Vulnerable and socially disadvantaged people suffer more from diseases and have a shorter lifespan on average than people in higher social positions. Factors like an increased risk of exposure to tobacco, unhealthy food and pollution, limited access to health services or lack of financial resources for appropriate treatment, play a major role. Chronic diseases often carry high health-care costs , quickly draining limited house hold resources. At the same time they cause loss of income generating capacity leading families into a vicious circle of poor health and poverty.
These kind of mechanisms play a role all over the world, not only in low income countries, and illustrate the complex interactions between conditions in which people are born, grow, work, live and age, and their health.
During this course we will explore these interactions and discuss the role public health workers can play in reducing these health inequalities.
After this course students will be able to:
explain what social determinants are and how they influence health.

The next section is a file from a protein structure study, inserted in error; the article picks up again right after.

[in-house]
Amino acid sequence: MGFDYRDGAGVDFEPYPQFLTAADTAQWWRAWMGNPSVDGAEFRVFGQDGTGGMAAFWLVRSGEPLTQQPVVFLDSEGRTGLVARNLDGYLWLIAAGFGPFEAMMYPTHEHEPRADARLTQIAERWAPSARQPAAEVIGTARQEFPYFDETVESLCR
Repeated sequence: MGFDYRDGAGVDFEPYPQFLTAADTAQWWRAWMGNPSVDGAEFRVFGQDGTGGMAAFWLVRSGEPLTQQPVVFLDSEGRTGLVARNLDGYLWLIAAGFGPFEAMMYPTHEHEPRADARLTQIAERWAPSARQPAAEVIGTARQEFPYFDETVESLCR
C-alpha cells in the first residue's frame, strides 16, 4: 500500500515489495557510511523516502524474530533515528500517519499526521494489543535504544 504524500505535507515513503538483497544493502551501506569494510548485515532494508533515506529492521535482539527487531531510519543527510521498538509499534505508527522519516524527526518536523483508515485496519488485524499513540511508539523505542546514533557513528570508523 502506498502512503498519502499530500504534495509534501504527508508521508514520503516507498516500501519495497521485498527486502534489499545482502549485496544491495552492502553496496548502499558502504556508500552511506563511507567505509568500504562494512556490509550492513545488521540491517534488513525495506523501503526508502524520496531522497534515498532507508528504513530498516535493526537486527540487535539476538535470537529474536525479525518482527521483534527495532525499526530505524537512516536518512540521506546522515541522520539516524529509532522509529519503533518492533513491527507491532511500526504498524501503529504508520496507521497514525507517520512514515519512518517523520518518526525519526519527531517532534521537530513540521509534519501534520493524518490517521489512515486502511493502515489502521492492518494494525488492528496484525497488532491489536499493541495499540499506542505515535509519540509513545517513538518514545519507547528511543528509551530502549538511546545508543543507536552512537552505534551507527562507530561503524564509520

describe how to measure health inequalities
explain how health inequalities develop.
evaluate interventions and policies to reduce health inequalities
describe the underlying assumptions and elements required for the development of an intervention aimed at reducing health inequalities
Once available, timetables will be published here.
Mode of instruction
Written Individual assignment (30%)
Written group assignment (30%)
Peer review (20%)
There will be a Blackboard site available for this course. Students will be enrolled at least one week before the start of classes.
This course is open to LUC students and LUC exchange students. Registration is coordinated by the Curriculum Coordinator. Interested non-LUC students should contact firstname.lastname@example.org.
Emile Kruyt, MPH